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Dr. İbrahim Ortaş: Is it possible to prevent stubble burning?

With increasing temperatures, news of stubble fires in many regions of our country frequently come to the fore. In the last three days, sparks from stubble fires in Çanakkale/Gelibolu have spread to forested areas, causing several villages to be evacuated. Every fire in the region, where Türkiye’s most significant victory in history was achieved, raises fears about the potential damage to historical evidence. On June 21, 2024, at 22:15, a fire broke out in fields covered with stubble after the harvest between the Çınar district of Diyarbakır and the Mazıdağı district of Mardin. The fire, fueled by the wind, spread to residential areas, causing the death of 12 people and seriously injuring dozens more.

For a long time, we have seen stubble burning in the Çukurova region and every year we have explained to farmers why they should not burn stubble. However, despite the warnings from ministries, scientific institutions, and scientists, stubble fires continue to cause significant loss of life and damage.

Why is Stubble Burned? What Should the State and We Do to Prevent Stubble Burning?

As every year, this year stubble fires have become a nightmare in the GAP region, the “fertile lands” of Diyarbakır and Mardin. We frequently witness that the sparks from the stubble, which unconscious farmers burn after the wheat harvest to avoid working the soil during the hot and dry summer season, get out of control due to the wind, making cultivated areas, forests, and settlements uninhabitable. Generally, farmers burn their fields after the wheat harvest in early June, thinking that the stubble on the surface weakens the function of soil tillage tools. It seems that farmers are unaware that they are putting not only their own future but also the homes and lives of others at risk. Stubble fires show that farmers in our country, which has poor soils and relies on imported fertilizers, are not only burning the soil but also their own future. Although burning the fields may make soil tillage easier in the short term, in the long term, soil health and quality decrease, leading to reduced productivity. This situation forces farmers to use more fertilizers in the coming years. Only a few farmers are aware of this, and despite the ban and small fines, they continue to burn stubble (paying the fine). At least this is the case observed in Çukurova.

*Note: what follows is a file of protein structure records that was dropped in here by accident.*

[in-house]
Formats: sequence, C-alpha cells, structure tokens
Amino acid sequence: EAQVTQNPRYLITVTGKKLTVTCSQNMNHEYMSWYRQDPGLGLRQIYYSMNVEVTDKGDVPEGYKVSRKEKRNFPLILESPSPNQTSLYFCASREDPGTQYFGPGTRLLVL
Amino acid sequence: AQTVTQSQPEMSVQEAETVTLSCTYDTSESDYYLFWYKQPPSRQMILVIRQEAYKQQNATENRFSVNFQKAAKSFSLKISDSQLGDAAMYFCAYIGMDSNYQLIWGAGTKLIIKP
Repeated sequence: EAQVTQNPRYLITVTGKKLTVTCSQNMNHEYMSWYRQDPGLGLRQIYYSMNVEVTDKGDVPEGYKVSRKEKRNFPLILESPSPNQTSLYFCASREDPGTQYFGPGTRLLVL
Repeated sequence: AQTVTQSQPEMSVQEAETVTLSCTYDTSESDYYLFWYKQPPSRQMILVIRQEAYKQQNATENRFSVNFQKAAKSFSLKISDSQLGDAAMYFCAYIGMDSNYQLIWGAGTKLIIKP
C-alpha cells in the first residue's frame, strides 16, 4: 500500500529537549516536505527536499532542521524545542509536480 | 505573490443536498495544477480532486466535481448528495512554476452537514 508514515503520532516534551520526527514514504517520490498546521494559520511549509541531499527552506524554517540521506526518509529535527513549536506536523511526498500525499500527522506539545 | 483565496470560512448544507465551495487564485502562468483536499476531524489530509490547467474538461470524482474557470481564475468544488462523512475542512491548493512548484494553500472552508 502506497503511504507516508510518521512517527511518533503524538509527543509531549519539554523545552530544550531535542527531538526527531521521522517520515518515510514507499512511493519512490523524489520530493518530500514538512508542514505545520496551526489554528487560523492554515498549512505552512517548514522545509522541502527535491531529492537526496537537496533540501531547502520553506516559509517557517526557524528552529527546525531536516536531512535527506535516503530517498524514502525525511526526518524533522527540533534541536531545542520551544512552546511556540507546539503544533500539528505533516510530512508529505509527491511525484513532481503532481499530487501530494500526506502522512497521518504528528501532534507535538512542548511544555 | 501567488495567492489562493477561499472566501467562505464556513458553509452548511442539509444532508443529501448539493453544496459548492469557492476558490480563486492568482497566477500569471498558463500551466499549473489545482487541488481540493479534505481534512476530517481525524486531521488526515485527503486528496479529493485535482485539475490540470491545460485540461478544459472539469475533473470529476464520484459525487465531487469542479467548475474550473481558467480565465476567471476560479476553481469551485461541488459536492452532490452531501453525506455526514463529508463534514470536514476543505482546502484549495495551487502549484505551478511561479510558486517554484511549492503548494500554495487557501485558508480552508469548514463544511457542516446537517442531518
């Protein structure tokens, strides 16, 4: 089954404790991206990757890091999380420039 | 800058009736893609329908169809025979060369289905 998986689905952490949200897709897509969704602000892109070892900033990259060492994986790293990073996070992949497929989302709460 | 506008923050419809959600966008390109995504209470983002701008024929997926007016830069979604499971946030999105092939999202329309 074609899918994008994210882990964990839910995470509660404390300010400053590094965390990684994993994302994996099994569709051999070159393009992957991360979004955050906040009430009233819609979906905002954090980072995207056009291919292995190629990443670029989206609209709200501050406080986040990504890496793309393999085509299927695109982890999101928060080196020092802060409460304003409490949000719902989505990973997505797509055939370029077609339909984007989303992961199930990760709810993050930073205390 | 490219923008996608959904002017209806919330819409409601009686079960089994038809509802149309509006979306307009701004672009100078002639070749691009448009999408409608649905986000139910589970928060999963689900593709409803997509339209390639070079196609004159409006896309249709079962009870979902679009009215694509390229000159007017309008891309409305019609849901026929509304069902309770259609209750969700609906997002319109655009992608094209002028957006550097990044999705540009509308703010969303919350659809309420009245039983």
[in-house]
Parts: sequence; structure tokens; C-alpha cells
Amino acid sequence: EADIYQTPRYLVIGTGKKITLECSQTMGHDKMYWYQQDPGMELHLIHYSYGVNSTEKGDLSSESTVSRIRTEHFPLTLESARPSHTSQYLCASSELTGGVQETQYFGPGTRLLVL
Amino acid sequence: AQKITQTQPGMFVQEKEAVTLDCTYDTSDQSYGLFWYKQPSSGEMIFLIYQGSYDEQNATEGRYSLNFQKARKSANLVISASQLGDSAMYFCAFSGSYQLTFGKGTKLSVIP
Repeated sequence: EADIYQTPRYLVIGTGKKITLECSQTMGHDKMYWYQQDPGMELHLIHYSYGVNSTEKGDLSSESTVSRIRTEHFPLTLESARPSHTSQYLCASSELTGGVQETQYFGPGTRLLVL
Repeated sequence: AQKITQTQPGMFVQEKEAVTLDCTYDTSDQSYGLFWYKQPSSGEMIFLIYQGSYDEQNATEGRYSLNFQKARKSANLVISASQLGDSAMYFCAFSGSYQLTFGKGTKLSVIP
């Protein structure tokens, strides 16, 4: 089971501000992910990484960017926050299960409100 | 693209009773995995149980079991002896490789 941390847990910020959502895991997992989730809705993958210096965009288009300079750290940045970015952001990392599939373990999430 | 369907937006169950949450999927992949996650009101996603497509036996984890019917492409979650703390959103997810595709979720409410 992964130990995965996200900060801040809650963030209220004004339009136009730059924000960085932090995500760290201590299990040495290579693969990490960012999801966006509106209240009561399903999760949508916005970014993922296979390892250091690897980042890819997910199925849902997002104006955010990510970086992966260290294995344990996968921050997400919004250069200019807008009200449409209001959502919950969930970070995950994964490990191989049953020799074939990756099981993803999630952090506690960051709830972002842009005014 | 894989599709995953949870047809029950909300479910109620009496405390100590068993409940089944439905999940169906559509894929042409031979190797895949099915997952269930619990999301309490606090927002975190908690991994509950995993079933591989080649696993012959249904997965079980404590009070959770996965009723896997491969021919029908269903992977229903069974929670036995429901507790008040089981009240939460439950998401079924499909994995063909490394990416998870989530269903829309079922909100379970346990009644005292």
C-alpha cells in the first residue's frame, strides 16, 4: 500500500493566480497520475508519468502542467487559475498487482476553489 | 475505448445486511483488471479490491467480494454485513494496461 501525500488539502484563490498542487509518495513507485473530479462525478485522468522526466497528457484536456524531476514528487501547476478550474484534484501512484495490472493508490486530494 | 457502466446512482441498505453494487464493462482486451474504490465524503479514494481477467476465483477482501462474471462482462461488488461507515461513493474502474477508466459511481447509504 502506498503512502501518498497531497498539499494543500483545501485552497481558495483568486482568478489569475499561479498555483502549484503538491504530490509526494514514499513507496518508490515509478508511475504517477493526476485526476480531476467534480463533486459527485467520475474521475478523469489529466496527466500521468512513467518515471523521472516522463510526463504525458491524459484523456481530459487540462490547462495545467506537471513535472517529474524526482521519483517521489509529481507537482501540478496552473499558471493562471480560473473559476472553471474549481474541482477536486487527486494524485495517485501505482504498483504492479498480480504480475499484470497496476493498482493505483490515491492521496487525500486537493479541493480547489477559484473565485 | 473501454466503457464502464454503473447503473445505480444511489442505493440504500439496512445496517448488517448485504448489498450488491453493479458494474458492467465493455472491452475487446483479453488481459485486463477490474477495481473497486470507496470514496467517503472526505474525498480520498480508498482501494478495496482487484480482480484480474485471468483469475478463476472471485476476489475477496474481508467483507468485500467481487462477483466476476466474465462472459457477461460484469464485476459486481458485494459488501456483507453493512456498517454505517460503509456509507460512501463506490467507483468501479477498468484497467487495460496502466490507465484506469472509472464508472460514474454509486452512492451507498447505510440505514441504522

What Should Be Done to Prevent Stubble Burning?

In addition to the organic matter sources that we destroy with our own hands, countless soil organisms living in the soil are killed/destroyed, and serious measures must be taken by the public to prevent irreparable loss of life and property. These fires show that we are experiencing an integrated agriculture-soil management and environmental problem beyond just stubble burning. The issue concerns not only individual farmers but also the interest areas of the country’s agriculture and environment ministries, so public institutions have duties to perform. First, we need to find the answer to the question of what can be done to protect our soils without burning the production residues on the soil surface.

  1. The State Should Provide Fuel and Equipment Support to Farmers: To prevent stubble burning, instead of bans, it would be more convincing to implement incentives planned by the state and explain the seriousness of the issue to farmers. Providing credit support for equipment that mixes the stubble into the soil is important. The biggest problem farmers’ face in soil tillage is the cost of fuel. The high cost of fuel used directs farmers to the easy way of burning stubble, so providing cheap fuel support to farmers is necessary and obligatory.